CHARLES SIMONDS
Floating Cities originated in 1972 from Simonds’ desire to provide everyone with their own ideal imaginary dwelling place.

“If you wanted to live on an English countryside and I on a South Seas island, I could provide each of us with a barge with that fantasy, we could attach them and live as neighbors until the time that we no longer wish to be together, then we could detach and go our own separate ways.”

In the 1970s this thought evolved into Floating Cities. First exhibited as “Floating Cities and Other Architectures” (Schwebende Stadte und andere Architekturen) in 1978 as the Westfalischer Kunstverein Munster, Germany; later in Genoa at the Samangallery (1978) then in Bonner Kunstverein Bonn (1978) and in Geneva at Centre d’Art Contemporain (1979) and others.
The idea took the form of a re-arrangeable architectural model (a toy), diagrams, photomontages, and a fictive text that Simonds wrote entitled “Floating Cities/Maritime Communities” in 1978. The works explored configurations of communities as a means of finding analogies with the evolution of simple aquatic organisms that exhibited early signs of specialization. Simonds developed the idea in response to news articles that appeared documenting that shipbuilders, facing a slumping market, began constructing factories in high technology locations and floating them to parts of the world where they would have been more expensive and difficult to produce.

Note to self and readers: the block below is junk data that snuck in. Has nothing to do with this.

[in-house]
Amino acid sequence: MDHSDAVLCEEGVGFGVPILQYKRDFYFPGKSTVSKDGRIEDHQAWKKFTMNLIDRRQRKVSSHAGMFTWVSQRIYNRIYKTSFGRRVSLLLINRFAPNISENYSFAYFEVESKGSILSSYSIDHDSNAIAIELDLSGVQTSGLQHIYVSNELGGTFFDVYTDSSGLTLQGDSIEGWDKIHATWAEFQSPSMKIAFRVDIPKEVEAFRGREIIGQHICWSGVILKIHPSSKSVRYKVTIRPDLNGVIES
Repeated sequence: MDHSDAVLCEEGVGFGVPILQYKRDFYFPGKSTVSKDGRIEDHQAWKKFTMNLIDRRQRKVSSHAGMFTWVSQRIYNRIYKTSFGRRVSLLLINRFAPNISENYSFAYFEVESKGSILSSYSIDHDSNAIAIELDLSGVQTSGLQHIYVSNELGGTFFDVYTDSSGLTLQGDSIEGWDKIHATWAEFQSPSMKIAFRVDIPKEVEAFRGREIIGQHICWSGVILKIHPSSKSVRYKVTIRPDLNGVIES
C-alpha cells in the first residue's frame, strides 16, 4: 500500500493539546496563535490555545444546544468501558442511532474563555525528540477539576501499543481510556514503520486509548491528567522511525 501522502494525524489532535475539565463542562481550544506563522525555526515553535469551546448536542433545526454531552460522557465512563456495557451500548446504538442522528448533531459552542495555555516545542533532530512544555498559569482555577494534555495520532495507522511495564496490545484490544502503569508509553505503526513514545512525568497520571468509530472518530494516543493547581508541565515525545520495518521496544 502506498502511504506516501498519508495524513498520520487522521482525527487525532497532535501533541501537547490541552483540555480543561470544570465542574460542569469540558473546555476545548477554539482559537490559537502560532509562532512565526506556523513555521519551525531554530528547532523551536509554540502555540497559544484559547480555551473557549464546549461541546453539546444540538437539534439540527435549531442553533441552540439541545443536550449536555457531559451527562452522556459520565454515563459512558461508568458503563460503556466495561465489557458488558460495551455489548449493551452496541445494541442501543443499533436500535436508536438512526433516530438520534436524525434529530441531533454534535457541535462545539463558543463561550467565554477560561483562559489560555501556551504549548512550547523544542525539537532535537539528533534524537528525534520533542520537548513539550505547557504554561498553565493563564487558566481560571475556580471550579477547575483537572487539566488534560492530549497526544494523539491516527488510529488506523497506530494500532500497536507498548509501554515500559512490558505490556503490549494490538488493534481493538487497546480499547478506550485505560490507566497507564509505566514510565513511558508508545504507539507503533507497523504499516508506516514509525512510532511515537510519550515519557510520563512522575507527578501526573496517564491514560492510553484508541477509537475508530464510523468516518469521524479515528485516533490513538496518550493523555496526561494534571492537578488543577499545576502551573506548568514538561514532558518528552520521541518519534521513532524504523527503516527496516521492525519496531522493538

Floating Cities

Charles Simonds's Floating Cities are changing constellations of social and economic land units transferred to a water site. Although planned and managed, these maritime communities have the flexibility of a natural system, with the ability to divide and multiply their configurations much as an organic, cellular structure. This work is conceived as a critique of exist­ ing traditional economic notions of property. Simonds views these futuristic communities as alternative modes of living. Free to travel the oceans, the inhabitants would develop an economy based on their unique relationship to the sea and their transitory interaction with fixed, land-based communities. The Floating Cities themselves would alter in time, both reflecting the defining characteristics of the inhabitants and, conversely, shaping those very characteristics as the alteration of the site produced altered states of spatial orientation. Simonds's photomontages of the Floating Cities indicate some of the endless possible arrangements of units.